As experienced in earlier visits, travelling to Israel may come along with a rather rough welcome from the border authorities. Being European and therefore used to free and unrestricted movement within Europe and tragedies along it´s southern borders, one starts visualising how millions of migrants are treated upon their arrival to the desired countries and, at least partially, get an impression of how they might feel. Holding a European passport, however, still privileges one and besides some delays there are no serious implications, probably very different to people from other parts of the world.
Anyway, if there is evidence in your passport that you have been visiting the wrong countries, entry to Israel can become tricky, and, as said above, a first impressive evidence of the borderland. Airports are a simple but common appearance of the borderland. Because they are usually located in the middle of nation-states, they represent a border amidst a continuous territory, not at its fringes.
With stamps from `enemy-countries´ one obviously represents a potential threat to the state of Israel and has to accept severe questioning through tough border agents. The procedure, one which I so far only knewn from movies, seems to have two main goals. The first is to check whether the person is involved in any activity that could possibly be in support for Palestinians, which apparently at the same token means against the interest of Israel. The second appears to be a preventative one. As practiced by search engines, all sorts of (a)social networks and the likes, the border authorities aim at getting as much information out of you as possible. This information can then be used for example to prevent people from boarding an airplane, departing towards Israel, even in Paris, London or Frankfurt, as happened about a year ago.
This expansion of the Israeli border towards European airports is a vivid example of `borderland´ at the other end of the spectrum, the extension of nation-state borders to far away elsewheres. Another interesting detail regarding this shifting of borders was that the agents interrogating me strongly emphasised the power of Israel and the influence of their state, even in Great Britain and Austria, by pointing towards the Israeli flag and a picture of Netanyahu on the wall. The message was: don´t feel safe in these countries, we have the power to deal with you wherever you are.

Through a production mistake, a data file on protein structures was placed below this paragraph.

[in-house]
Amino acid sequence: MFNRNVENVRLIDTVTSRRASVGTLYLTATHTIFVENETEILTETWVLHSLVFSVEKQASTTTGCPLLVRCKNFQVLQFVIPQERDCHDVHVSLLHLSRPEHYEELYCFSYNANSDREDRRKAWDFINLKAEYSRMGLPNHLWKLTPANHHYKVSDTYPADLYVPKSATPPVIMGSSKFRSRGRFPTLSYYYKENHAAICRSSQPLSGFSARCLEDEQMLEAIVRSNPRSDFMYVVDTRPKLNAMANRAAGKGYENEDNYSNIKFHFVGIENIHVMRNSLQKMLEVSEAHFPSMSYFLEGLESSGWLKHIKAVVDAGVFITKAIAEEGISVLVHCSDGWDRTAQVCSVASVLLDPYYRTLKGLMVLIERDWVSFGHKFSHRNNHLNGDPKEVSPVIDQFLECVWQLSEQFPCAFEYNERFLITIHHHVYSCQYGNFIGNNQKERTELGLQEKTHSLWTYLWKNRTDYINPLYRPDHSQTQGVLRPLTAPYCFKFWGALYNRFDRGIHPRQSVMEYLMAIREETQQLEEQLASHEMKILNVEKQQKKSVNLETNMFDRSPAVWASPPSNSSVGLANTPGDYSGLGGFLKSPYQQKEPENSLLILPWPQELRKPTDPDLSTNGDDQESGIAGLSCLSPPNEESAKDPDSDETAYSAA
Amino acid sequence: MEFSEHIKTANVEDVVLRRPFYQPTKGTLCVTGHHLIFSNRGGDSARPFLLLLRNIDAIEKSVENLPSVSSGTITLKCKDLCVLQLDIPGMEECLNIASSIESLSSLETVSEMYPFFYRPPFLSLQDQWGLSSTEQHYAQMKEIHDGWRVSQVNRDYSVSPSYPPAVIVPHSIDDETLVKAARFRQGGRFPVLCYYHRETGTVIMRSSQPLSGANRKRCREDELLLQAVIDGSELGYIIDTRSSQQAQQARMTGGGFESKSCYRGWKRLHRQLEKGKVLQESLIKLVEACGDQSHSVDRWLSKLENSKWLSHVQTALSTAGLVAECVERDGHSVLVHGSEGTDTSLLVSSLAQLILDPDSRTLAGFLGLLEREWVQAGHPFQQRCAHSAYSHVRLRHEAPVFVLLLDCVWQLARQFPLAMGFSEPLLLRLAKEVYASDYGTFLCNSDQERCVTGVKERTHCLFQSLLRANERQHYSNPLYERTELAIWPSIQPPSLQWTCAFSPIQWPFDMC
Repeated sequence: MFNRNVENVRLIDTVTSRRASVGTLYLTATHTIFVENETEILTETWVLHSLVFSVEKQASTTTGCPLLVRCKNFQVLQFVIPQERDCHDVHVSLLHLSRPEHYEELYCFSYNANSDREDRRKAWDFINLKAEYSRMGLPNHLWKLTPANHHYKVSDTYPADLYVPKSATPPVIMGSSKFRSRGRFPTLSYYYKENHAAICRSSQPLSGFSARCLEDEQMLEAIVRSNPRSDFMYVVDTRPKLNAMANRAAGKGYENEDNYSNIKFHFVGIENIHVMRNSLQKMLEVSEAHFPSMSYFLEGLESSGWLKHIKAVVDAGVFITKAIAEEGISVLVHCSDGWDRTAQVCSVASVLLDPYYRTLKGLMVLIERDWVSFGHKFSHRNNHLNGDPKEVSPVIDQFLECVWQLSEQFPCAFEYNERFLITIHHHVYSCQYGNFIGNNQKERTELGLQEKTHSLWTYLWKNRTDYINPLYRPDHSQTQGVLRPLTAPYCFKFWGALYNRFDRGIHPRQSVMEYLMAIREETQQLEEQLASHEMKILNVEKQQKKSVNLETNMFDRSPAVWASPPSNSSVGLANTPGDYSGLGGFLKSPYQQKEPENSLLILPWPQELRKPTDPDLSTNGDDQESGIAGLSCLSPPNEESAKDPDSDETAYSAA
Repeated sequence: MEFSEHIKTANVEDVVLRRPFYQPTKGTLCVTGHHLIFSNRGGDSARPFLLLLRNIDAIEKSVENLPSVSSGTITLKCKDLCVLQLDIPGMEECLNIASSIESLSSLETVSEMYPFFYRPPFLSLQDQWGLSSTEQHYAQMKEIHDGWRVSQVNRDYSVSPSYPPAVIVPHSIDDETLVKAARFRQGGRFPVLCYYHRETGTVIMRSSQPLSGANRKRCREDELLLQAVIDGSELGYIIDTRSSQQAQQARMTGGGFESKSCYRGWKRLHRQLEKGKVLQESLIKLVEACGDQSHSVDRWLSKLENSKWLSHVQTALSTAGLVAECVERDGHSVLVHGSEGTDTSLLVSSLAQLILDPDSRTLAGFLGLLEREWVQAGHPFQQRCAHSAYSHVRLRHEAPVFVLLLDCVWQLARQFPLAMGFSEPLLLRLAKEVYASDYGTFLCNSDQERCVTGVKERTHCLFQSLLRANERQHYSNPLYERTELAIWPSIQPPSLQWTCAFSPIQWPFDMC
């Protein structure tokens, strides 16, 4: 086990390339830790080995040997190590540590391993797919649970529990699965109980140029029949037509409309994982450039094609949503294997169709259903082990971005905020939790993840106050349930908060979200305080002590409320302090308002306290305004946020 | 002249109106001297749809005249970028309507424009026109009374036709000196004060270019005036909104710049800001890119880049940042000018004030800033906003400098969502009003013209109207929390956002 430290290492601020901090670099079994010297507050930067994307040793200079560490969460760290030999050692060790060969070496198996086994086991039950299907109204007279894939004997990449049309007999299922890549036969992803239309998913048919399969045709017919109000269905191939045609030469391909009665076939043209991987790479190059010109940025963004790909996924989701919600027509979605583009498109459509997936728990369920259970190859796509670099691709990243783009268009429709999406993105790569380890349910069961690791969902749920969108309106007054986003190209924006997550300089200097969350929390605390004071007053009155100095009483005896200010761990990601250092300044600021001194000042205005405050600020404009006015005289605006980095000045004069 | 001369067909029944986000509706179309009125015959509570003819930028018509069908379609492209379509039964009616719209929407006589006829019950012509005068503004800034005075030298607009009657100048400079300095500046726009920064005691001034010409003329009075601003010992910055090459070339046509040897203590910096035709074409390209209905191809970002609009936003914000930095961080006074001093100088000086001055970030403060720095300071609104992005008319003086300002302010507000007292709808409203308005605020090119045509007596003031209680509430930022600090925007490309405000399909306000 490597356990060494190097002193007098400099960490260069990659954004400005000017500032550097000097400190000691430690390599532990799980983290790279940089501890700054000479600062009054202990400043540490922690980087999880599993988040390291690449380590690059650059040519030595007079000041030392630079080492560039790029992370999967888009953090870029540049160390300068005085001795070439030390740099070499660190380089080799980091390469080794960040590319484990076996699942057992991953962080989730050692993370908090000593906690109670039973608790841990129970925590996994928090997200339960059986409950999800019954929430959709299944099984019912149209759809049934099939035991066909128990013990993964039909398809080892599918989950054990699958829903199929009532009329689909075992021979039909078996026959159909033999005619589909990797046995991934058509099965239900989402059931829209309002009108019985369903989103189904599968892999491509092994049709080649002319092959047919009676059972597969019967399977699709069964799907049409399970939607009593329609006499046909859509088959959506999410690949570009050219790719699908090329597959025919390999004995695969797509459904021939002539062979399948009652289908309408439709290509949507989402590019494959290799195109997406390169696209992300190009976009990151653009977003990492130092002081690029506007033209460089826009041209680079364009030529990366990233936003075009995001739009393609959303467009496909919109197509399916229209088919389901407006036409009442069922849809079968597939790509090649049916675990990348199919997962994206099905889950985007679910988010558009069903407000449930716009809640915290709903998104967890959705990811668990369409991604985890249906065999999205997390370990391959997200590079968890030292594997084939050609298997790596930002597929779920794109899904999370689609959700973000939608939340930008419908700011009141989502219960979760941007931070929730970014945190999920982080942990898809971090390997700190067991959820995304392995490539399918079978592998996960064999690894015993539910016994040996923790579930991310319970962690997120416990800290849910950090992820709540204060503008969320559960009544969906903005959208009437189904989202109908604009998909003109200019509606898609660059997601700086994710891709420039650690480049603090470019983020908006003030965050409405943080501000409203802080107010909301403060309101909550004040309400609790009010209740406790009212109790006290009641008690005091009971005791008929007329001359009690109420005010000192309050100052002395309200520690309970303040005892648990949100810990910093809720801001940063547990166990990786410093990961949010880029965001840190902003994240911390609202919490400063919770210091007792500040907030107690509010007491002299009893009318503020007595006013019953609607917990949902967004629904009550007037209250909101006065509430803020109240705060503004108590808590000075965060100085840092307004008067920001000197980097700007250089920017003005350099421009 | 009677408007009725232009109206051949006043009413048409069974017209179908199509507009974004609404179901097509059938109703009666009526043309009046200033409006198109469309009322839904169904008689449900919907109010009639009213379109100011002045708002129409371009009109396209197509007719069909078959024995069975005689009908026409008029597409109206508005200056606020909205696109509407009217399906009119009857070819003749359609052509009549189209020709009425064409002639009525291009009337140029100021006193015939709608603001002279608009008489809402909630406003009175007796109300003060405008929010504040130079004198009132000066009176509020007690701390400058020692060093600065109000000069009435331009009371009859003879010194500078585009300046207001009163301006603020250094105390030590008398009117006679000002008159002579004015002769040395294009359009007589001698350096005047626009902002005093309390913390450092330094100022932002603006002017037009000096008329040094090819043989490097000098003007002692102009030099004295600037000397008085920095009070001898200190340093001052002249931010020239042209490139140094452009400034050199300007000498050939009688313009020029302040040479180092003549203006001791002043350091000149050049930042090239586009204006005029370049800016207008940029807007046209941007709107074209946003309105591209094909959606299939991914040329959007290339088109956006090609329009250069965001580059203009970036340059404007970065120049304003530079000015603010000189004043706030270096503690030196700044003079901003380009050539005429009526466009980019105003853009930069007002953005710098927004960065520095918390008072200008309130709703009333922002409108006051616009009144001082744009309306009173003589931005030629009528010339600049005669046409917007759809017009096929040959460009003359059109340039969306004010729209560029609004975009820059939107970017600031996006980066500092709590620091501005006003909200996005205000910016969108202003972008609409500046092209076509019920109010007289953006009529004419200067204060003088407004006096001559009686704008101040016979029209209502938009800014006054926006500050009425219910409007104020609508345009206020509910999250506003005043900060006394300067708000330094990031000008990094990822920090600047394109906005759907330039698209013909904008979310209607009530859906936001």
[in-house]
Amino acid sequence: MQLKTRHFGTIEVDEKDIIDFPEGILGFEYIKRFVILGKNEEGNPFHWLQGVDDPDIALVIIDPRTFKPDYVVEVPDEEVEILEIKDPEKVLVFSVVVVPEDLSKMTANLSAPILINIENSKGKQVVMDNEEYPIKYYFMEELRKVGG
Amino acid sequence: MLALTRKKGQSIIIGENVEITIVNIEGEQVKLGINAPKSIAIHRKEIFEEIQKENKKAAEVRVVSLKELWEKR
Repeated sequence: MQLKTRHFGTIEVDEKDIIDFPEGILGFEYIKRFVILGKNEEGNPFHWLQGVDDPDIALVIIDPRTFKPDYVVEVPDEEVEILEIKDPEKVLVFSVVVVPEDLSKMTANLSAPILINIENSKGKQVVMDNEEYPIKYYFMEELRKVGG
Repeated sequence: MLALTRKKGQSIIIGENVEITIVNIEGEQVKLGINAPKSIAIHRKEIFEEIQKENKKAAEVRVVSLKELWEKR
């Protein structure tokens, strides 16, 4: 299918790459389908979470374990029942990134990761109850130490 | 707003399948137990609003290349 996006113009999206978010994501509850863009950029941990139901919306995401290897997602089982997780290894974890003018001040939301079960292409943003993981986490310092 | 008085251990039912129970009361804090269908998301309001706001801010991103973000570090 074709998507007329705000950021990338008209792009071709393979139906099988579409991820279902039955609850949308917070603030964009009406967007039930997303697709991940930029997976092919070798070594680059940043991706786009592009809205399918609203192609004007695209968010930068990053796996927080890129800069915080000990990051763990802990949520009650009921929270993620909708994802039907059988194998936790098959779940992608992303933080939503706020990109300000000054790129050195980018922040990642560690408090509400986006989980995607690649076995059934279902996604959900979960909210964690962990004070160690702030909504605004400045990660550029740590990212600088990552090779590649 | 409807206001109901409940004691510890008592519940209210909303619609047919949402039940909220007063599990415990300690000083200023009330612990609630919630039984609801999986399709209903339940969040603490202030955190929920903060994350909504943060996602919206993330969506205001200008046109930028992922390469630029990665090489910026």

Also interesting was the physical setting of all this in some kind of a no-mans-land, with a corresponding architectural atmosphere. From the regular queue to enter the country, people who are suspicious are taken to a nearby waiting room. This space is separated from the main hall in an improvised way, with temporary walls and an open ceiling. On the benches there are people – all of them non-Israelis, at least this afternoon – waiting until their “case” is being processed. For some it only took a couple of minutes until they were granted permission to enter the country, others were waiting for hours. The offices where the actual interrogations take place are narrow rooms without windows, a desk, three chairs, a computer, the Israeli flag and, … right, a picture of Netanyahu. Highlighting the international atmosphere in this no-man´s-land, – is this Israel at all, or where is one in this waiting zone? – the unavoidable Coca Cola soft-drink machine was serving those who were lucky enough to have some shekels in their pockets. On a TV-screen football enthusiasts were satisfied with a Spanish Copa del Rey match between Real Madrid and Celta de Vigo. Ronaldo (Portuguese) and Khedira (German with Tunisian roots) scored the goals for the team from Madrid. Real won 4:0, I got my passport back and was allowed to enter Israel.
 The Israeli interior ministry has sent blacklists to European airlines, asking to not let these people board the airplanes, because they are involved in anti-Israeli activities. Thereby the so-called “flytilla”-activists were prevented from reaching Israel and the Palestinian Territories, where protests were planned to support the Palestinian case.
See Ha´aretz article from April 13, 2012: http://www.haaretz.com/news/diplomacy-defense/european-airlines-cancel-tickets-of-pro-palestinian-flytilla-activists-1.424137
All rights reserved: Sigi Atteneder, 2013